The species epithet serriola (serrio'la:) either in ranks, or pertaining to salad, being one form of an old name for chicory.

    Ethnobotany
    Lactuca serriola has been used by Western American indigenous peoples.
  • Navajo, Ramah Drug, Ceremonial Medicine and Drug, Emetic; Compound decoction of plant used as a ceremonial emetic and Compound decoction of plant used as a ceremonial emetic.

  • See ethno-botanical uses at Native American Ethnobotany, University of Michigan, Dearborn.

    Date Profile Completed: 8/14/2014; updated 08/27/2020
    References:
    Arizona Flora, Kearney, Thomas H., Peebles, Robert H., 1960, University of California Press, Berkley and Los Angeles
    U.S. Dept. of Agriculture, Natural Resources Conservation Service on-line database and USGS ITIS search - (accessed 08/27/20)
    https://plants.usda.gov/java/ClassificationServlet?source=profile&symbol=LACTU&display=31
    The Plant List (2013). Version 1.1. Published on the Internet; http://www.theplantlist.org/ (accessed 08/27/20).
    http://www.theplantlist.org/1.1/browse/A/Compositae/Lactuca/
    David J. Keil #38; G. Ledyard Stebbins 2012, Lactuca serriola, in Jepson Flora Project (eds.) Jepson eFlora, /eflora/eflora_display.php?tid=3690, accessed on August 27, 2020.
    John L. Strother, FNA | Family List | FNA Vol. 19, 20 and 21 | Asteraceae, Lactuca, 9. Lactuca serriola Linnaeus, Cent. Pl. II. 29. 1756. Flora of North America Editorial Committee, eds. 1993+. Flora of North America North of Mexico. 16+ vols. New York and Oxford.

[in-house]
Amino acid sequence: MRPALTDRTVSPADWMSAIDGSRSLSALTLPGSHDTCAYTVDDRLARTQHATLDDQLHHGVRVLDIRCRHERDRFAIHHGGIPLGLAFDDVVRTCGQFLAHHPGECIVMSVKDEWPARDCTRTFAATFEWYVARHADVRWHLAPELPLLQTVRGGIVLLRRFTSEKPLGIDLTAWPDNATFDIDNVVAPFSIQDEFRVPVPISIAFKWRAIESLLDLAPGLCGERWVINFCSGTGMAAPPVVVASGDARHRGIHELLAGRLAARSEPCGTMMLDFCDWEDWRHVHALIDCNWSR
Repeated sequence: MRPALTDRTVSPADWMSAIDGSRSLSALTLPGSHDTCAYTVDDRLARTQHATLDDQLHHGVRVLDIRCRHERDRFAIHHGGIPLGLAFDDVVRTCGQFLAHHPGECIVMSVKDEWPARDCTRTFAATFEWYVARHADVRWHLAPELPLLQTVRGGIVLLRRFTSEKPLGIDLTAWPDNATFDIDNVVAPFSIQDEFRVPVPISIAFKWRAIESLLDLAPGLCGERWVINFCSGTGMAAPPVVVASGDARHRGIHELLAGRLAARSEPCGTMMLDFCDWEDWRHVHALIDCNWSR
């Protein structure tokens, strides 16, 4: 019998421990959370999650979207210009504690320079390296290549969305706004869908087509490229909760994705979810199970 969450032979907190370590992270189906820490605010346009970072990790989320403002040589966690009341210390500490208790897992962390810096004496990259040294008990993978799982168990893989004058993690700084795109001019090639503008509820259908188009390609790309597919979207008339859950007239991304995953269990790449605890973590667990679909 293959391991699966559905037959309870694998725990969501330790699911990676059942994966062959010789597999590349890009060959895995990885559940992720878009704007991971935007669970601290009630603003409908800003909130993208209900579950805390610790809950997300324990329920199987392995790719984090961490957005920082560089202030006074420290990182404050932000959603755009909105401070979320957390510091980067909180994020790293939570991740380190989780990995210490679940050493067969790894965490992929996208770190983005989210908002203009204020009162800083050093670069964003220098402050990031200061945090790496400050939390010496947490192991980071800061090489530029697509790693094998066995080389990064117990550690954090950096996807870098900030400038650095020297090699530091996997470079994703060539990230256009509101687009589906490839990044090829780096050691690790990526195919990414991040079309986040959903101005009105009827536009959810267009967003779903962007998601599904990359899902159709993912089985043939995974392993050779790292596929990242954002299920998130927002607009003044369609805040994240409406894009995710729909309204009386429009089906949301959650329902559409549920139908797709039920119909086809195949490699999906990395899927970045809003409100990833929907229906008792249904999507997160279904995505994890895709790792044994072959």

T. Beth Kinsey, Southeastern Arizona Wildflowers and Plants; Lactuca serriola – Prickly Lettuce - accessed on August 27, 2020.
    https://www.fireflyforest.com/flowers/1371/lactuca-serriola-prickly-lettuce/
    Michael J. Plagens, Sonoran Desert Field Guide; Arizonensis - Prickly Lettuce, Lactuca serriola; - (accessed 08/27/20)
    http://www.arizonensis.org/sonoran/fieldguide/plantae/lactuca_serriola.html
    Wikipedia contributors, 'Lactuca serriola', Wikipedia, The Free Encyclopedia, 20 August 2020, 09:10 UTC,
    https://en.wikipedia.org/w/index.php?title=Lactuca_serriola&oldid=973968657 [accessed 27 August 2020]
    FNA 2006, Wiggins 1964, Kearney and Peebles 1969, Heil et al 2015, USDA GRIN; Editors: S.Buckley 2010, F.S.Coburn 2015, A.Hazelton 2015; from SEINet Field Guide, on-line; (accessed 08/27/20).
    https://swbiodiversity.org/seinet/taxa/index.php?taxon=2790&clid=3119
    SEINet synonyms, scientific names, geographic locations, general information.
    http://swbiodiversity.org/seinet/
    Etymology: Michael L. Charters California Plant Names: Latin and Greek Meanings and Derivations; A Dictionary of Botanical and Biographical Etymology - (accessed 08/25/20)
    http://www.calflora.net/botanicalnames/pageLA-LE.html
    http://www.calflora.net/botanicalnames/pageSA-SH.html